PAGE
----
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Chinese court approves crypto trading but not its use as a cash substitute

Chinese court approves crypto trading but not its use as a cash substitute
Justinas
Baltrusaitis
3 weeks ago
3 mins read

A Chinese court has ruled that citizens can still trade cryptocurrencies despite the country’s ban on digital asset services. Notably, China has an existing ban on cryptocurrency trading, citing a threat to financial sector stability. 

The Beijing Number One Intermediate People’s Court ruled that interested investors can only trade cryptocurrencies but should be treated as virtual assets and not act as a currency. 

The ruling was made in a case involving a crypto loan in Litecoin (LTC) with a promise of paying interest in digital currencies. The case specifics indicate that in 2015, Zhai Wenjie loaned his friend Ding Hao 50,000 Litecoin. Zhai Wenjie stated that Ding Hao promised to pay 1,000 Litecoins as interest per month, a matter the defendant denied. 

Litecoin currency status

Although the court acknowledged the existing Chinese ban on cryptocurrency trading, the presiding judge noted that Litecoin could not be treated as a currency. According to the court, the crypto is not issued by a monetary authority alongside a lack of backing from legal and financial frameworks.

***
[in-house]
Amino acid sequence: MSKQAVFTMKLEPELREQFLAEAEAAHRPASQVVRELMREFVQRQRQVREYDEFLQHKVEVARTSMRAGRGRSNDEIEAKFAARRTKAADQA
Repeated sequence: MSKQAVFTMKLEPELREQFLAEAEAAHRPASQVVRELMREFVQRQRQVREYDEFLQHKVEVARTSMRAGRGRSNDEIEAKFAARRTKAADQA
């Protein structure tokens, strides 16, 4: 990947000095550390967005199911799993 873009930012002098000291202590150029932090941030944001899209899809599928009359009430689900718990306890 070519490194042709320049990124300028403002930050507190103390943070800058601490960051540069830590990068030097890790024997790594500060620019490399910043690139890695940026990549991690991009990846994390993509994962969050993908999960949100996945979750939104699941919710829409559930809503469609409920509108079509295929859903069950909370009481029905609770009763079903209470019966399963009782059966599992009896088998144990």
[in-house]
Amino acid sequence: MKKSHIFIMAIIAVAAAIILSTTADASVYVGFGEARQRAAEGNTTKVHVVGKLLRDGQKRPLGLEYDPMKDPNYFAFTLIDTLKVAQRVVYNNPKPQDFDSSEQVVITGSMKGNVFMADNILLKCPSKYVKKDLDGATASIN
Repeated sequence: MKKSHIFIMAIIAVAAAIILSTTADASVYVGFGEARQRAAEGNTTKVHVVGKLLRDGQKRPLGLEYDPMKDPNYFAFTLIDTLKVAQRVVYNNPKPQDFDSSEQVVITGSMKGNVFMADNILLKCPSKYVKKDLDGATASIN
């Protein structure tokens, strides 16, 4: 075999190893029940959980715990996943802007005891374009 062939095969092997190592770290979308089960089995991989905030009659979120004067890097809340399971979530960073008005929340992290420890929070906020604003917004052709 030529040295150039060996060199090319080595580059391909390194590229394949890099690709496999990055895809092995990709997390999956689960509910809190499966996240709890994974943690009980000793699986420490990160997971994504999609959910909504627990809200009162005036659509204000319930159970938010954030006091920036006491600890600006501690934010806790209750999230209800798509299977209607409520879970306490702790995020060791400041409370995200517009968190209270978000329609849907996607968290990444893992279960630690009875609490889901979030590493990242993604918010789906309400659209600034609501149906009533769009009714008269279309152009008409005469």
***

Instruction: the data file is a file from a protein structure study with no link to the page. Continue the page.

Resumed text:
“According to real administrative regulations and cases, our country only denies the monetary attributes of virtual currency and prohibits its circulation as currency, but the virtual currency itself is a virtual property protected by the law,” the court ruled. 

Interestingly, amid the existing ban on Bitcoin (BTC), the court considered Litecoin, noting that the country has laws governing such assets. 

In the case, the judge cited a lack of laws prohibiting the perception of Litecoin as an illegal asset. Therefore, the judge ruled in favor of the complainant for proving that the defendant borrowed a cryptocurrency and ordered him to return Litecoin.

China’s stand on cryptocurrencies 

The ruling mirrors a recent decision by a court based in Chaoyang that directed companies not to pay salaries in Tether (USDT) due to the ban on the circulation of digital assets. 

It is worth noting that different Chinese regional courts have issued varied judgments on the trading and handling of digital assets. For instance, as reported by Finbold in May, the Shanghai High People’s Court ruled that Bitcoin has a ‘certain economic value’ and is protected by the country’s laws.

Interestingly, despite the ban on crypto services, new data indicates that more Chinese residents are still trading in different assets. As reported by Finbold, China now ranks in the tenth spot globally in crypto adoption.

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Justinas Baltrusaitis
Author

Justin crafts insightful data-driven stories on finance, banking, and digital assets. His reports were cited by many influential outlets globally like Forbes, Financial Times, CNBC, Bloomberg, Business Insider, Nasdaq.com, Investing.com, Reuters, among others.

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